If you wish to rapidly get the list of free days for a specific month in your Outlook calendar, you can make use of the method exposed in this article. It can use VBA to print out the list within seconds.
With your Outlook calendar stuff with various appointments and meetings, you may desire to quickly extract a list of free days. Therefore, in the followings, we’ll share a piece of VBA code with you, which is able to find out all the free days in a specific month and print out the list of these free days straightly. Now read on to get the elaborate steps.
Print the List of Free Days for a Specific Month in Your Calendar
- For a start, launch your Outlook program.
- Then, after entering Outlook window, you need to press “Alt + F11” keys.
- Next in the subsequent “Microsoft Visual Basic for Applications” window, you can open a blank module.
- After that, copy the following VBA code into this module window.
Sub PrintFreeDaysinSpecificMonth() Dim strMonth As String Dim dFirstDate As Date Dim nDay As Integer Dim i As Long Dim strFreeDays As String Dim objAppointments As Outlook.Items Dim objFoundAppointment As Outlook.AppointmentItem Dim strFilter As String Dim objFileSystem As Object Dim strTextFile As String Dim objTextFile As Object 'Enter the specific month strMonth = InputBox("Enter the month, such as 7 or July:") 'Get the first date of the specific month in current year dFirstDate = CDate(strMonth & " 1, " & Year(Date)) strFreeDays = "Your Free Days in " & strMonth & ", " & Year(Date) & ":" & vbCrLf & vbCrLf & vbCrLf i = 0 For nDay = 0 To 30 'Get all appointments in the default Outlook calendar Set objAppointments = Application.Session.GetDefaultFolder(olFolderCalendar).Items objAppointments.Sort "[Start]" objAppointments.IncludeRecurrences = True strFilter = "[Start] >= '" & Format(dFirstDate + nDay, "M/D/YYYY") & "' And [Start] < '" & Format(dFirstDate + nDay + 1, "M/D/YYYY") & "'" 'Find the appointment in each day Set objFoundAppointment = objAppointments.Find(strFilter) 'If there is no appointment in the day If objFoundAppointment Is Nothing Then i = i + 1 'Input into the list of free days strFreeDays = strFreeDays & i & ": " & Format(dFirstDate + nDay, "M/D/YYYY") & vbCrLf End If Next strFreeDays = strFreeDays & vbCrLf & vbCrLf & "You have " & i & " free days in " & strMonth & ", " & Year(Date) & " in total!" 'Create a new Text file Set objFileSystem = CreateObject("Scripting.FileSystemObject") strTextFile = "E:\Your Free Days in " & strMonth & " " & Year(Date) & ".txt" Set objTextFile = objFileSystem.CreateTextFile(strTextFile, True) 'Input the list of free days into this Text file objTextFile.WriteLine (strFreeDays) objTextFile.Close 'Print the Text file Shell ("notepad.exe /p " & strTextFile) 'Delete the Text file objFileSystem.DeleteFile (strTextFile) End Sub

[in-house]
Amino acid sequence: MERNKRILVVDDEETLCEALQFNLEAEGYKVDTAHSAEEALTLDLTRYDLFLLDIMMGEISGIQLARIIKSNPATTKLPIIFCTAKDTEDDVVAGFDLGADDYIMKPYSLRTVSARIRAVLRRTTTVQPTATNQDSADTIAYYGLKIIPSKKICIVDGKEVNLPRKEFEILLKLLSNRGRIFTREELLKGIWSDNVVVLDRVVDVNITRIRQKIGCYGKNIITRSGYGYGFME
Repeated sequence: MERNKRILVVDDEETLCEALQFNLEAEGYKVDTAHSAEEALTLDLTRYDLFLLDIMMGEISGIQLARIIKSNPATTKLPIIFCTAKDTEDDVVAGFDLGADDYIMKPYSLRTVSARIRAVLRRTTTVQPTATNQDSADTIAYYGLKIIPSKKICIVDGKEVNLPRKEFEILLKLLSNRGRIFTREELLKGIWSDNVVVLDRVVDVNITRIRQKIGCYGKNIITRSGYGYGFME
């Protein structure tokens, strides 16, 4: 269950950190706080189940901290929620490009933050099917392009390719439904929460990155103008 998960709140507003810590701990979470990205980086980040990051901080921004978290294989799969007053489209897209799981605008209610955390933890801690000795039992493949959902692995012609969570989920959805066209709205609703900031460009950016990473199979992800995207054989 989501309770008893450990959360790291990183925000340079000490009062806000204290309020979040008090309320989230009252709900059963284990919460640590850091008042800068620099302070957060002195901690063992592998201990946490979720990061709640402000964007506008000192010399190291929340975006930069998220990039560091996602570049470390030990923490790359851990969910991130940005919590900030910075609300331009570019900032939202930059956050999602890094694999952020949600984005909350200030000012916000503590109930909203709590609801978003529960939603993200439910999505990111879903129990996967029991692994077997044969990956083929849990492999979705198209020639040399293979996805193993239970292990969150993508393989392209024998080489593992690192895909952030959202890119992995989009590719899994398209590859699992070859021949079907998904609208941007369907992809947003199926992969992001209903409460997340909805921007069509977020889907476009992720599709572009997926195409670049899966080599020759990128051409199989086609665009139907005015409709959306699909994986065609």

- Later you ought to insure that macros are enabled in your Outlook.
- Ultimately, you can try this new macro simply by press F5 key button in this module window.
- At once, you’ll be demanded to input the specific month, such as 7 or July.
- Finally, a list of free days in the specified month will be print out. It will look like the following screenshot:
Watch out for Every Outlook Error
Despite packed with myriad excellent features, errors can occur to Outlook now and then. Thus, you should beware of these errors. Mounting errors can lead to serious Outlook crashes one day. And in the event of crashes, even Scanpst will not be able to rescue your Outlook any more. At that point, your last resort is to employ a well-quality external tool, such as DataNumen Outlook Repair.
Shirley Zhang is a data recovery expert in DataNumen, Inc., which is the world leader in data recovery technologies, including damaged mdf and outlook repair software products. For more information visit www.datanumen.com